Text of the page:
Home Global Economy Gas Will Replace Coal as the Second Largest Energy Source by 2030

Gas Will Replace Coal as the Second Largest Energy Source by 2030

The geography of energy consumption continues its historic shift to Asia

The World Energy Outlook 2018 report states that “major transformations are underway for the global energy sector, from growing electrification to the expansion of renewables, upheavals in oil production and globalization of natural gas markets.”

Released by Paris-based International Energy Agency, it states that natural gas is expected to overtake coal as the world’s second largest energy source after oil by 2030. This is due to global efforts in reducing air pollution and the rise of liquified natural gas (LNG). “Natural gas is the fastest growing fossil fuel in the New Policies Scenario, overtaking coal by 2030 to become the second-largest source of energy after oil,” the report said. (“New Policies Scenario” that takes into account legislation and policies to reduce emissions and fight climate change.) In contrast, oil markets are reaching a point of “renewed uncertainty and volatility, including a possible supply gap in the early 2020s”.

China, which is the world’s biggest oil and coal importer, would soon become the largest importer of gas. It’s net imports would attain the levels of the European Union by 2040. It has already overtaken Japan, and is behind United States and Russia.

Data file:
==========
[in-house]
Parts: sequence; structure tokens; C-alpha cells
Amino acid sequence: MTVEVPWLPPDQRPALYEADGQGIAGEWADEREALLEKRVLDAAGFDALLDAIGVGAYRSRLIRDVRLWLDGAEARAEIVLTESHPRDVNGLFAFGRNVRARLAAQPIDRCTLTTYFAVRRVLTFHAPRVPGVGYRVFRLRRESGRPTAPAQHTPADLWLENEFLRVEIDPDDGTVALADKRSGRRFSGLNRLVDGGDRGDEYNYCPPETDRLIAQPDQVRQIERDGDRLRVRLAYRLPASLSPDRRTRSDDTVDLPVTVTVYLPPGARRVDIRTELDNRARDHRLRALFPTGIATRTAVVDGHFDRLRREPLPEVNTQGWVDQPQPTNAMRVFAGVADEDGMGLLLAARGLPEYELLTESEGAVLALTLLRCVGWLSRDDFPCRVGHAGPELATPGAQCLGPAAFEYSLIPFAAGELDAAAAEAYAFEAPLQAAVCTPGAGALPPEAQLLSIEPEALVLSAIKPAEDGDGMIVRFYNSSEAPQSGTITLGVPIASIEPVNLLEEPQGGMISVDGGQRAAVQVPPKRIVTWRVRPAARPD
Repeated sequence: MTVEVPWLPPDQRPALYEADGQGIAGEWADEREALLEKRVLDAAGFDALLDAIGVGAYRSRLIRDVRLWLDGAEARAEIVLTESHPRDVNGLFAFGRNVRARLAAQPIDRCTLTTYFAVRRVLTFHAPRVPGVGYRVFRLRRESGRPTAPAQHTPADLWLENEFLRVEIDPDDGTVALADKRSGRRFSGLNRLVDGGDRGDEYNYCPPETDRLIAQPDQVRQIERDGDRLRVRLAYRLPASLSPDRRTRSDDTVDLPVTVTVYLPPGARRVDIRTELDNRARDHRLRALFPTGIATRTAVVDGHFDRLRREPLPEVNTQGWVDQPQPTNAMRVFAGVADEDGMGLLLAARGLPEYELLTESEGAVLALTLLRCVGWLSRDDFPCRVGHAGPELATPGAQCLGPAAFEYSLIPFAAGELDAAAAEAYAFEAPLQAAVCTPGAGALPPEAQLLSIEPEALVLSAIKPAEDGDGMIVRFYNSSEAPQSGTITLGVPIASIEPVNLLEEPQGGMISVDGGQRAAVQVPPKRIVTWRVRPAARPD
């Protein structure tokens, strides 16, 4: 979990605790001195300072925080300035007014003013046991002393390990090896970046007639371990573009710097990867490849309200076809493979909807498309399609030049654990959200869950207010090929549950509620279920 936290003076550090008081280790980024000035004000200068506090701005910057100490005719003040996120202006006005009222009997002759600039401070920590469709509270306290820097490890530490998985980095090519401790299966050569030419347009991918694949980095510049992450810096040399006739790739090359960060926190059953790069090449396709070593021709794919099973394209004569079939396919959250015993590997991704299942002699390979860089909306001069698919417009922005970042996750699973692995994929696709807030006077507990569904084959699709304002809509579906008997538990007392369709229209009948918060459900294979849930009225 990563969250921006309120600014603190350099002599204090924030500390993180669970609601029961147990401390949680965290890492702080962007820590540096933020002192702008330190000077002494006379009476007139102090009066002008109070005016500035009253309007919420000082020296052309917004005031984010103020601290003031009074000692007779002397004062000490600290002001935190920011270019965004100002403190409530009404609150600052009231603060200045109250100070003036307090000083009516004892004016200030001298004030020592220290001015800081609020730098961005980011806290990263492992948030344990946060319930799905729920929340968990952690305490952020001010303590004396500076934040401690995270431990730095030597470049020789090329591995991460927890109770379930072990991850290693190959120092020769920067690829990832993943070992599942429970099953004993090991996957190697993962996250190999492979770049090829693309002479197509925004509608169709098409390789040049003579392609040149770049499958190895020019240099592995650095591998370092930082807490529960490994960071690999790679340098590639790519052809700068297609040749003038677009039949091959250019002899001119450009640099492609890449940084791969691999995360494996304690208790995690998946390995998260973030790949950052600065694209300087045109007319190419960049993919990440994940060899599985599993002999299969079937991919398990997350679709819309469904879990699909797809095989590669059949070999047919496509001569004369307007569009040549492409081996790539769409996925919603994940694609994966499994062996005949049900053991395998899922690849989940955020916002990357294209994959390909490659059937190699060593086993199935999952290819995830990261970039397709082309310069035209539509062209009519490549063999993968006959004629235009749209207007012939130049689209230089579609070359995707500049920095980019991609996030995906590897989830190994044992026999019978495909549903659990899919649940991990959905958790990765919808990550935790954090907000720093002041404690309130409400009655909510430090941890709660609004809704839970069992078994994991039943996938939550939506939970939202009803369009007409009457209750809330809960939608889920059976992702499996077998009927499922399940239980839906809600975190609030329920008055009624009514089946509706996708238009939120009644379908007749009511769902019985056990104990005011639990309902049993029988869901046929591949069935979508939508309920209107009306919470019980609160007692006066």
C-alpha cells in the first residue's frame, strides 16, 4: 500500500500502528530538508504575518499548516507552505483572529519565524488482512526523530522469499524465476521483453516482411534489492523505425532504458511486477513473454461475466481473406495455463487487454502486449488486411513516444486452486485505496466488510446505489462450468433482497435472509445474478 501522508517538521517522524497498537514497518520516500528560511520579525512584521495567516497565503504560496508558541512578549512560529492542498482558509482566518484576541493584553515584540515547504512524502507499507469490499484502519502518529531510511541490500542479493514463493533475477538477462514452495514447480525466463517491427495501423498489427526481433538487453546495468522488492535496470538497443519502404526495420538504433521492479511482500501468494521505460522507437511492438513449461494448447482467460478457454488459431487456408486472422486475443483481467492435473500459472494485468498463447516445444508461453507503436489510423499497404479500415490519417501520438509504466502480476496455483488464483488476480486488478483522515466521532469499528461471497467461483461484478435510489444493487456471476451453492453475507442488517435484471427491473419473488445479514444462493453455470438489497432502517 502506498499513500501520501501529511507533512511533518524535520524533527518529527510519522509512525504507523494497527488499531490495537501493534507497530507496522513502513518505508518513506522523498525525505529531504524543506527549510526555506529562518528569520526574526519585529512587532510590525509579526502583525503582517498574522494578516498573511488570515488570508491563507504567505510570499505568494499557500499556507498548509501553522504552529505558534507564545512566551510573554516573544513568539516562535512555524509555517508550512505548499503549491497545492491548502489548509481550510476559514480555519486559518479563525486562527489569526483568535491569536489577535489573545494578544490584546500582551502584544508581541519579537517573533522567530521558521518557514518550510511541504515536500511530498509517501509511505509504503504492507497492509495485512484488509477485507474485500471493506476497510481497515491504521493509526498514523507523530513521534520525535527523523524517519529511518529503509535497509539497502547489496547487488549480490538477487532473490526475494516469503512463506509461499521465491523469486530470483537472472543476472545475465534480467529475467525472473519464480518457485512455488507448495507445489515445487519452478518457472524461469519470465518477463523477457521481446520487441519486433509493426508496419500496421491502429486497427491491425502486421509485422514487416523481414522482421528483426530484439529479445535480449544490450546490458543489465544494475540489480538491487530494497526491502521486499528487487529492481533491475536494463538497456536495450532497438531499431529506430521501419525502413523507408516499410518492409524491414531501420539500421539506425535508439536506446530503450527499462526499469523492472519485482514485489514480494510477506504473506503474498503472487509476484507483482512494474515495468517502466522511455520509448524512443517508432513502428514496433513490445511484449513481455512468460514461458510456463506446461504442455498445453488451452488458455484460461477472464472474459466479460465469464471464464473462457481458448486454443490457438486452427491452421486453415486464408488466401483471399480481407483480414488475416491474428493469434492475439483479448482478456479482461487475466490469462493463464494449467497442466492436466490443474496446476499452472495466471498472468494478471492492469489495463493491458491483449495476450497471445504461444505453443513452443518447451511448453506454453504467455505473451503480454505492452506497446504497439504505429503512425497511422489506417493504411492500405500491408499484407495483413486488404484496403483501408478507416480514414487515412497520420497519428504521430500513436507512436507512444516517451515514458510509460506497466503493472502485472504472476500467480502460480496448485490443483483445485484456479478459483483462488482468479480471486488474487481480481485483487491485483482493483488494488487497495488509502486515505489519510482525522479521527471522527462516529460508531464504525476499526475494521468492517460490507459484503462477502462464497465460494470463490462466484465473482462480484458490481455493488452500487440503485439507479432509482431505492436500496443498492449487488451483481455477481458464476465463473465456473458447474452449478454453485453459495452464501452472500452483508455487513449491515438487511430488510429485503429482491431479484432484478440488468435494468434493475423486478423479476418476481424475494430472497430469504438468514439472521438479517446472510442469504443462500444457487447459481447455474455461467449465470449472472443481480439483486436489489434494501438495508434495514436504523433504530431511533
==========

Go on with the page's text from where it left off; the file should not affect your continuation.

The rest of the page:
Emerging economies would account for half of total global gas demand, and their share of LNG imports would double to 60% by 2040. The report states that  “LNG trade has expanded substantially in volume since 2010 and has reached previously isolated markets”.

USA would account for 40% of the growth in total gas production.

It also states that the energy demand would grow by more than a quarter between 2017 and 2040 assuming more efficient use of energy. If not, then it would  rise by twice that much. Global gas demand would increase by 1.6 percent a year to 2040 and would be 45 percent higher by then than today.

Global electricity demand will grow 2.1 percent a year, mostly driven by rising use in developing economies. Electricity will account for a quarter of energy used by end users such as consumers and industry by 2040.

Regarding mitigation efforts to curb pollution, Fatih Birol, the IEA’s executive director, said “We can create some room for manoeuvre by expanding the use of Carbon Capture Utilization and Storage, hydrogen, improving energy efficiency, and in some cases, retiring capital stock early. To be successful, this will need an unprecedented global political and economic effort”. Carbon dioxide emissions are expected to rise by 10 percent to 36 gigatonnes in 2040, mostly driven by growth in oil and gas.

Renewables would grow 40% from the present 25%. Though solar energy is growing, there is still the need for significant push in other renewables.